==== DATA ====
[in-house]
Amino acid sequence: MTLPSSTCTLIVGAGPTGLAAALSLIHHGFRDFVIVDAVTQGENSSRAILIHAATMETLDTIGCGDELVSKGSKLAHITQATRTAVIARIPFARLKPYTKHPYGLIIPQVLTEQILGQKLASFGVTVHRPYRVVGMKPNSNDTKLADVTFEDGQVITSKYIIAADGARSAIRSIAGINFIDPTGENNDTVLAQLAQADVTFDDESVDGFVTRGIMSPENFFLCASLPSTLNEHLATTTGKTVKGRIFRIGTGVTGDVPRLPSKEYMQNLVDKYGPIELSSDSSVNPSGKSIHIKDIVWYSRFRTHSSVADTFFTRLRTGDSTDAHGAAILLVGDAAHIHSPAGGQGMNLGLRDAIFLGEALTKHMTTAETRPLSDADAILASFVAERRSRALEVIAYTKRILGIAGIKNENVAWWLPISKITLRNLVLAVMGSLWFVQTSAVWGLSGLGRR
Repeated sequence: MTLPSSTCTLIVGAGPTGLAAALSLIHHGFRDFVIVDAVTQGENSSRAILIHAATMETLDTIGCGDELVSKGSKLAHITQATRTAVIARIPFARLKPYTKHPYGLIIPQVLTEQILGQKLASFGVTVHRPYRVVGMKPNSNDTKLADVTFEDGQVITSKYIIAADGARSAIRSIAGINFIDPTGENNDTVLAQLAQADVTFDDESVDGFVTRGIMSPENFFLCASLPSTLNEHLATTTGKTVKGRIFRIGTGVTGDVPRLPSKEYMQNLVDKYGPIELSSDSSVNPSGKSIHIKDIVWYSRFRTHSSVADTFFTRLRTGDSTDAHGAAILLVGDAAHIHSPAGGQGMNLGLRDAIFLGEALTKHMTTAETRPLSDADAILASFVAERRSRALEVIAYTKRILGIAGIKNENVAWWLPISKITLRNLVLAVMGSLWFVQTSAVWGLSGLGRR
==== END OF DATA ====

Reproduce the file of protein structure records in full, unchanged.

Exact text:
[in-house]
Amino acid sequence: MTLPSSTCTLIVGAGPTGLAAALSLIHHGFRDFVIVDAVTQGENSSRAILIHAATMETLDTIGCGDELVSKGSKLAHITQATRTAVIARIPFARLKPYTKHPYGLIIPQVLTEQILGQKLASFGVTVHRPYRVVGMKPNSNDTKLADVTFEDGQVITSKYIIAADGARSAIRSIAGINFIDPTGENNDTVLAQLAQADVTFDDESVDGFVTRGIMSPENFFLCASLPSTLNEHLATTTGKTVKGRIFRIGTGVTGDVPRLPSKEYMQNLVDKYGPIELSSDSSVNPSGKSIHIKDIVWYSRFRTHSSVADTFFTRLRTGDSTDAHGAAILLVGDAAHIHSPAGGQGMNLGLRDAIFLGEALTKHMTTAETRPLSDADAILASFVAERRSRALEVIAYTKRILGIAGIKNENVAWWLPISKITLRNLVLAVMGSLWFVQTSAVWGLSGLGRR
Repeated sequence: MTLPSSTCTLIVGAGPTGLAAALSLIHHGFRDFVIVDAVTQGENSSRAILIHAATMETLDTIGCGDELVSKGSKLAHITQATRTAVIARIPFARLKPYTKHPYGLIIPQVLTEQILGQKLASFGVTVHRPYRVVGMKPNSNDTKLADVTFEDGQVITSKYIIAADGARSAIRSIAGINFIDPTGENNDTVLAQLAQADVTFDDESVDGFVTRGIMSPENFFLCASLPSTLNEHLATTTGKTVKGRIFRIGTGVTGDVPRLPSKEYMQNLVDKYGPIELSSDSSVNPSGKSIHIKDIVWYSRFRTHSSVADTFFTRLRTGDSTDAHGAAILLVGDAAHIHSPAGGQGMNLGLRDAIFLGEALTKHMTTAETRPLSDADAILASFVAERRSRALEVIAYTKRILGIAGIKNENVAWWLPISKITLRNLVLAVMGSLWFVQTSAVWGLSGLGRR